Time running out to improve claims process


How do you spell “relief”?

For a while, many people on the Gulf Coast would’ve answered F-E-I-N-B-E-R-G. Now, most of their answers wouldn’t be suitable for spelling, much less printing.

And unless claims czar Kenneth Feinberg can fix the month-old-and-already-broken claims process, and do it soon, his name will be spelled M-U-D.

So-called “emergency claims” are being paid too slowly, if at all, and the checks are for amounts considerably smaller than claimants requested.

The process itself is confusing and inefficient, and Feinberg’s criteria for deciding which claims will be paid and which ones won’t are apparently a state secret.

Neither reporters, accountants nor elected officials can pry out of him a clear and thorough explanation of his staff’s methods.

Take the example in Saturday’s Press-Register of the contractor who builds high-end vacation and retirement homes on the Alabama coast. As customers started canceling contracts after the oil spill began in April, he had to lay off his 15-man crew.

When his crew supervisor filed a claim for lost wages, he eventually received most of what he requested. But when the contractor filed a business claim, it was denied.

To add insult to injury, the letter he received gave no reason for the denial. According to the news story, when a staffer in Congressman Jo Bonner’s office inquired, Feinberg’s office said the claim was denied because it was from a building contractor.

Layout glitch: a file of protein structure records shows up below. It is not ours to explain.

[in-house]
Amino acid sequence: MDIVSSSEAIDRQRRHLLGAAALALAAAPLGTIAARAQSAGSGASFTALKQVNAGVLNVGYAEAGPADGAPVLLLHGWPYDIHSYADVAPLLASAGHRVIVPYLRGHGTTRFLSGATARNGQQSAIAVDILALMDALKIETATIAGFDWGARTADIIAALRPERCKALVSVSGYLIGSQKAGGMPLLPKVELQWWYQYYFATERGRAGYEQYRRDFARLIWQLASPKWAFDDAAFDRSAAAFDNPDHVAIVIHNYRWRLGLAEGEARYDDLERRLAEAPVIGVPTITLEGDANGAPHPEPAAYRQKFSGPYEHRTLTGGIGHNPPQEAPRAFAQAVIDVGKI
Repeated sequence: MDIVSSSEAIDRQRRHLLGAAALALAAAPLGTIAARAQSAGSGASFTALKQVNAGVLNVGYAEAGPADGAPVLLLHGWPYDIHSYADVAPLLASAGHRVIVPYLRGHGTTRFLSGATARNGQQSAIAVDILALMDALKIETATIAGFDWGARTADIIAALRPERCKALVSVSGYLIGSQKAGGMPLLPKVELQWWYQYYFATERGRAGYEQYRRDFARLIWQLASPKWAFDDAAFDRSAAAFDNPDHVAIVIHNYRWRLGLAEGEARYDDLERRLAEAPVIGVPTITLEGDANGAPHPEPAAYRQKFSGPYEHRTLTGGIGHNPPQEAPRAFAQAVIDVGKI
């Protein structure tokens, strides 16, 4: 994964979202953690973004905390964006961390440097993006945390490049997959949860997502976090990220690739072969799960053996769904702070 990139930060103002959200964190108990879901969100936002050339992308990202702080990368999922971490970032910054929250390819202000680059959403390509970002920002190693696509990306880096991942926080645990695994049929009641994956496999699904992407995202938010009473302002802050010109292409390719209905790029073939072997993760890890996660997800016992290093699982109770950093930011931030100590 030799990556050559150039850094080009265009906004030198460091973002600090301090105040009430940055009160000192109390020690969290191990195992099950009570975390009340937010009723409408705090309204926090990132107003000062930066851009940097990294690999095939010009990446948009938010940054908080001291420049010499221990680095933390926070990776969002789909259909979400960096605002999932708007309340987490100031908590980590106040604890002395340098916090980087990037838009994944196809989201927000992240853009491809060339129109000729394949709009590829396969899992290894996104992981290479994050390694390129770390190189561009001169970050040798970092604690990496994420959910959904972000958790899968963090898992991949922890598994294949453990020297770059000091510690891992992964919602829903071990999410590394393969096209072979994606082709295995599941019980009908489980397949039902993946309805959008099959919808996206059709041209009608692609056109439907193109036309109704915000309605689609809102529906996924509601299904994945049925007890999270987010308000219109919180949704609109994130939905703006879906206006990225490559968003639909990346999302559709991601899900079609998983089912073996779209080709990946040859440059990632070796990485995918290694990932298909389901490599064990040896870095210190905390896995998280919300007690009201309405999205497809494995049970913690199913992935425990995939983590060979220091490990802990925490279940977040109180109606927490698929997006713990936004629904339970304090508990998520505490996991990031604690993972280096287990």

Say what?

How and why would a contractor’s business be deemed less worthy than a restaurant, gift shop, cleaning service, real estate management company or seafood processor? They all employ people and generate economic activity in the community.

If they all have been damaged by the oil spill, what sense does it make to reimburse one and not another?

Saturday afternoon, Feinberg seemed to acknowledge the problem, declaring in a news release that he has “heard from the people of the Gulf” and will “make this program more efficient, more accelerated and more generous.”

Sounds good — if he’ll follow through on his promise. He can make a good start by explaining the criteria his staff uses to evaluate claims.

He can also school himself more deeply in the dynamics of coastal economies. They aren’t all the same, even on the same coast.

In Alabama’s beach communities, seasonal businesses make their big money in the summer, from Memorial Day to Labor Day, and use it to stay open in the off-season. They won’t be able to do that this year.

Pay their claims, Mr. Feinberg, as well as the claims of the employees whose hours they’re having to cut.

Pay quickly and generously. If you find later that you overpaid some claims, you can ask for the difference back.

We understand that you’re worried about fraud. It’s a fact that cheaters come out of the woodwork after disasters. Let people know that if they file false claims, you’ll come after them with the FBI at your side.

But don’t let “the perfect be the enemy of the good,” Mr. Feinberg. Fix the claims process, and fix it now.

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Stuart H. Smith is an attorney based in New Orleans fighting major oil companies and other polluters.
Cooper Law Firm

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